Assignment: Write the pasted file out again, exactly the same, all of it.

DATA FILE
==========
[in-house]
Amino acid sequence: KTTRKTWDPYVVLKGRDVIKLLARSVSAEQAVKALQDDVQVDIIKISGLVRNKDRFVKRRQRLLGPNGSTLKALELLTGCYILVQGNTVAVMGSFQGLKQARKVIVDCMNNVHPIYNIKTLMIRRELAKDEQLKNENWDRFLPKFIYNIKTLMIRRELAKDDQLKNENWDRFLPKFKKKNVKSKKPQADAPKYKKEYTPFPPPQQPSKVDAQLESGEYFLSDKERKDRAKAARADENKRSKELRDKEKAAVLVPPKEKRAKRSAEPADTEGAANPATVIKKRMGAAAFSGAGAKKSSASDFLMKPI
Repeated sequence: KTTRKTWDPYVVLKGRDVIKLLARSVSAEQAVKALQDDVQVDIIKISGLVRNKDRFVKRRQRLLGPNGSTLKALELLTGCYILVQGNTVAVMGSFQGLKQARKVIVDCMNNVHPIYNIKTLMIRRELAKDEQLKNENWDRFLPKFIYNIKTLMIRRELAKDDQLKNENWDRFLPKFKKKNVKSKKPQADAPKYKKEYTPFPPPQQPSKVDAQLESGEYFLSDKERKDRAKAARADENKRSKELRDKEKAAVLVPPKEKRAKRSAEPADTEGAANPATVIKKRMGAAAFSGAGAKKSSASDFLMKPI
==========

[in-house]
Amino acid sequence: KTTRKTWDPYVVLKGRDVIKLLARSVSAEQAVKALQDDVQVDIIKISGLVRNKDRFVKRRQRLLGPNGSTLKALELLTGCYILVQGNTVAVMGSFQGLKQARKVIVDCMNNVHPIYNIKTLMIRRELAKDEQLKNENWDRFLPKFIYNIKTLMIRRELAKDDQLKNENWDRFLPKFKKKNVKSKKPQADAPKYKKEYTPFPPPQQPSKVDAQLESGEYFLSDKERKDRAKAARADENKRSKELRDKEKAAVLVPPKEKRAKRSAEPADTEGAANPATVIKKRMGAAAFSGAGAKKSSASDFLMKPI
Repeated sequence: KTTRKTWDPYVVLKGRDVIKLLARSVSAEQAVKALQDDVQVDIIKISGLVRNKDRFVKRRQRLLGPNGSTLKALELLTGCYILVQGNTVAVMGSFQGLKQARKVIVDCMNNVHPIYNIKTLMIRRELAKDEQLKNENWDRFLPKFIYNIKTLMIRRELAKDDQLKNENWDRFLPKFKKKNVKSKKPQADAPKYKKEYTPFPPPQQPSKVDAQLESGEYFLSDKERKDRAKAARADENKRSKELRDKEKAAVLVPPKEKRAKRSAEPADTEGAANPATVIKKRMGAAAFSGAGAKKSSASDFLMKPI